Seed Starting Using Mini-Greenhouses

Don't you hate it when a certain rodent whose name begins with "P" is right? Parts of South Carolina are preparing for winter to arrive tomorrow afternoon in the form of snow, freezing rain and cold, cold temps. Score one for the groundhog! But according to my planting guide, it's time to start some seeds indoors, and I did just that!
I am trying something new this time around. I don’t have the space indoors near a window for seed starting, nor do I have a greenhouse because a certain fat, jolly elf failed to leave one this December. I saw this idea a while back and decided to give it a try. I am using clear, plastic boxes to use as mini-greenhouses.

Here’s the setup.
I found the clear plastic boxes at Big Lots! for $4 less than at Home Depot, Lowes, or Target. While I was perusing the aisles at Big Lots! I found the Seed Starter Pots. These pots cost $2.50 for a package of 32 organic, natural fiber pots. You can start your seeds in them and then just plant the whole thing instead of trying to remove your seedlings from the pot.

I started with filling each pot with some organic potting soil mix for veggies.
I placed 4-5 seeds in each pot and carefully covered each seed with the smallest amount of soil. I used a wooden skewer as a dibble.
I marked each tray according to what was planted in each.
It is important to keep the soil moist when starting seeds. The tricky part is to water each pot without drowning it and washing the soil (and seeds) right over the edge. So I poked some holes in the lid of a water bottle and used it for watering. By shaking the water bottle, it more or less “rains” just the right amount of water.
Finally I placed the trays in the boxes and set them out in the sun.
Even on a day when the temps were in the 30’s, the box collected the heat and created moisture much like a greenhouse. I will move the boxes in at night if it gets too cold, but as it starts warming up, I will leave them outside.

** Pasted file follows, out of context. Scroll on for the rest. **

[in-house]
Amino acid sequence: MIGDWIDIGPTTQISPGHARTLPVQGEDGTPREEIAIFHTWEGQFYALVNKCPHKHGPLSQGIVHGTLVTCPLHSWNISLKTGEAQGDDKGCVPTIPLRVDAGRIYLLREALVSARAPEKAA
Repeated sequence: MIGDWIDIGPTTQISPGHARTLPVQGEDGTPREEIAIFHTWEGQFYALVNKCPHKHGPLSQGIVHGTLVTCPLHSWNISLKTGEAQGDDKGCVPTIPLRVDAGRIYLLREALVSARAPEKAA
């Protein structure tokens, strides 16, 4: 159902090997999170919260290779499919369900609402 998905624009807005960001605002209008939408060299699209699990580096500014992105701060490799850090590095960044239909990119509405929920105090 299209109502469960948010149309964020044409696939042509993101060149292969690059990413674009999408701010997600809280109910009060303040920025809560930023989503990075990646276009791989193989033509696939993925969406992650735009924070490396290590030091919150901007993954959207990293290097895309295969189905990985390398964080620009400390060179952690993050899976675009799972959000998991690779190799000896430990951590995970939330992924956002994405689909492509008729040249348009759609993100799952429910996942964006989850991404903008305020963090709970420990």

I’m not sure at this point how well this will work, but with space too tight I thought it was worth a try. I’ll keep you posted on the results! However, I did hear from a reader that he uses leftover food containers such as the clamshell containers that lettuce and berries come in to start his seeds...sucessfully! Great idea!

Frequently asked questions
Have a question about this project?
  1 question
  • Sot22028448 Sot22028448 on Apr 10, 2017

    This is an awesome idea! Do you have to provide any air holes for air circulation?

Join the conversation
3 of 8 comments
  • I did a little follow up if anyone is's working! Wahoo!
    • DebraY DebraY on Jul 15, 2021

      Thank you for the update, pictures would have been nice too.

  • Barbara Barbara on May 14, 2016
    I have done this with plastic shoe boxes and lids and an empty 18 count natural fiber egg cartons. I put the egg carton with top removed in the shoe box, added good quality potting mix and then planted my seeds in each of the 18 little 'cups'. Water gently as you described and put the shoebox lid on. I started these in our enclosed sun porch initially and then moved to a sunny location outside. I had 1/2 inch sprouts in less than 4 days! to prevent too much humidity, I removed the lids during the day and brought all 6 of my shoe boxes in at dusk, replacing the lids. When ready for planting, I can plant the entire egg carton or carefully cut apart each of the cells as I choose. I have Cosmos, Forget-me-nots, Summer stock, sweet peas and 8 other flowering plants that I have started this way. My morning glories are up about 6 inches now and ready to be planted in our front yard as they can be poisonous to our dogs. This method to sprout seeds also prevents pests and our neighborhood birdies from munching on our seeds! It also prevents over watering should it rain as the rain bounces off the tops of the plastic shoe box. The plastic shoe boxes with lids were 99 cents at the store by the same name.